Sean Payton is an open book

July, 14, 2010
7/14/10
10:16
AM PT
New Orleans Saints Sean Payton is sitting in the posh lobby of the W Hotel in Hollywood fiddling with his phone when he sees his wife, Beth, daughter, Meghan and son, Connor, in the distance. A smile immediately comes over his face as he puts his phone in pocket, gets up and waves at them. They immediately run over and hug him, their Universal Studios passes still dangling around their necks.

Payton wishes he could have gone with them to see the new King Kong ride and get wet while riding Jurassic Park but the responsibilities of a Super Bowl winning coach and a best-selling author prevented him from spending the day with his family. Instead, he was forced to spend some quality time with someone such as myself, talking about his book, Home Team, which debuted on Sunday at No. 8 on The New York Times best-seller list.

Derick E. Hingle/US Presswire
New Orleans Saints head coach Sean Payton.



I got a chance to spend some time with Payton, who despite being a Bill Parcells disciple, is the furthest thing from Parcells or Bill Belichick when it comes to dealing with the media. The 46-year-old native of coach constantly had a smile on his face as he mingled with fans in the lobby, which probably had a lot to do with the gaudy Super Bowl ring he was wearing. When I complimented him on the diamond encrusted fleur-de-lis on the ring, he immediately took it off and handed it to me and told me to try it on. “This is probably going into a safe deposit box when we get home,” he said. “We’re chasing another one.”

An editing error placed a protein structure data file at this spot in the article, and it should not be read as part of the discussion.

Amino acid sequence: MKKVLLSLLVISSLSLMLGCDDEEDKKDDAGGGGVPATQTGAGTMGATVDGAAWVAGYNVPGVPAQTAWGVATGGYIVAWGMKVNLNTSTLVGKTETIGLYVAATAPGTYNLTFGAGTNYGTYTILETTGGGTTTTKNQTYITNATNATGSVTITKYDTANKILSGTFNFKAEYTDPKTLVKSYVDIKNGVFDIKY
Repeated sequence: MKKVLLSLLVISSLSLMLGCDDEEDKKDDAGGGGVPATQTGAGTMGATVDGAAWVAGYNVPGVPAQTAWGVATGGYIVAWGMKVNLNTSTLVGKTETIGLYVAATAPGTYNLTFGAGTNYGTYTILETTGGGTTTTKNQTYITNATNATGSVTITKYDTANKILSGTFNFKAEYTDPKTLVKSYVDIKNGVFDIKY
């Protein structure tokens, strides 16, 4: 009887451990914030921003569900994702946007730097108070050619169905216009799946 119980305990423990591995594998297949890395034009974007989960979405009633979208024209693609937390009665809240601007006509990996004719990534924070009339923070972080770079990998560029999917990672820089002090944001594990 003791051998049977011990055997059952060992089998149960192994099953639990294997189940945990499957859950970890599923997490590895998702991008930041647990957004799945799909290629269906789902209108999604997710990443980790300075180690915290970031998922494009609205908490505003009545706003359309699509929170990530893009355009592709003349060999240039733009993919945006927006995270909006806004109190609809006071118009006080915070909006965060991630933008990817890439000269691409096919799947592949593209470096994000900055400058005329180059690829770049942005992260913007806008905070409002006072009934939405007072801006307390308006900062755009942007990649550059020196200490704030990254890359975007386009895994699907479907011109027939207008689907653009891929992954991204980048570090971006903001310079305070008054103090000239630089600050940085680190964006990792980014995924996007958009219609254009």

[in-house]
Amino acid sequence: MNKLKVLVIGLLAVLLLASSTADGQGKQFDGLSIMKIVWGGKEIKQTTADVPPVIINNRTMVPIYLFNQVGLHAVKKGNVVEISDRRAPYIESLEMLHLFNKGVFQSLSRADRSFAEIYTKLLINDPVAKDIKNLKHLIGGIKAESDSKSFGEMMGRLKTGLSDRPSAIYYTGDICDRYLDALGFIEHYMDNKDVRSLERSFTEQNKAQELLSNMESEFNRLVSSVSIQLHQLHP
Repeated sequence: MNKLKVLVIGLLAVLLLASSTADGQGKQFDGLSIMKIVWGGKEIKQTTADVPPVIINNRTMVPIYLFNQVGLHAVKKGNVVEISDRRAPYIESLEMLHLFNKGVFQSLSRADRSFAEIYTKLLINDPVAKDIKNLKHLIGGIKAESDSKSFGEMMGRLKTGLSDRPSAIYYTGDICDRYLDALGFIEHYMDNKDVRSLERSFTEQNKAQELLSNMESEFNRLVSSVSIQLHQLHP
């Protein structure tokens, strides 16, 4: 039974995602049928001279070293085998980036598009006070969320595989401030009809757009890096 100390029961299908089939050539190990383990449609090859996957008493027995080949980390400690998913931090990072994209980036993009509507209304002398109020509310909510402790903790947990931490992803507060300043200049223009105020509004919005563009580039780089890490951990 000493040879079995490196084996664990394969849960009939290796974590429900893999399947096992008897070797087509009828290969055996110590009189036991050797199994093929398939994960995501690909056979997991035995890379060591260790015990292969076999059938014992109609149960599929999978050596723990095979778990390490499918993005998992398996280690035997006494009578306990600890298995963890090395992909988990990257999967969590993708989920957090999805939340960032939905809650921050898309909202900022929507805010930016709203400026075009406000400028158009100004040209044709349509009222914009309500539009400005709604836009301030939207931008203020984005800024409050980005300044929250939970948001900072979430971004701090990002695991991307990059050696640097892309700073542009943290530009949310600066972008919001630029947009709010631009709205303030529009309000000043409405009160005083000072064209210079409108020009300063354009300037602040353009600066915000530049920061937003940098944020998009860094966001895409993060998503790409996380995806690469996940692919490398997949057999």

As good as it felt to try it on it was nowhere near as nice as the feeling Payton had when he put it on r the first time last month. After giving Payton his ring back, I talked to him about winning the Super Bowl, his friendship with Kenny Chesney and being an acclaimed author.

Markazi: One of the most interesting sections of the book touch on your first trip to New Orleans post-Katrina when you’re interviewing for the Saints job and you literally think to yourself how tough a challenge this is going to be for whoever takes this job and a few days later, there you are, taking the job. Take me back to that process.

Payton: There’s a story behind that because you’re getting pulled one way and then all of a sudden you end up in a place that maybe wasn’t your initial plan. Not all of us follow our exact plans but it was fairly unique after Katrina and 2006 was a different time for that region and the football team was secondary to the city while everyone wondered what the recovery was going to be like.

Markazi: You’re looking at your book right now, what did it feel like the first time to pick up your hard cover book? I know it was your dream to win a Super Bowl but for most writers it’s to be on the New York Times best-seller list.

Payton: I was very skeptical of writing a book at first to be honest with you. I didn’t want to do a traditional coach’s clichéd book so I wanted it to be different. Initially you think it’s going to be an easy process but when you begin writing it you recognize it’s going to take a lot more work and time and there’s a competitive part of you that wants it to be good. So when you get word that it’s a New York Times best-seller all these things get you excited about it.

Markazi: What was it like to find out the book had made the New York Times best-seller list?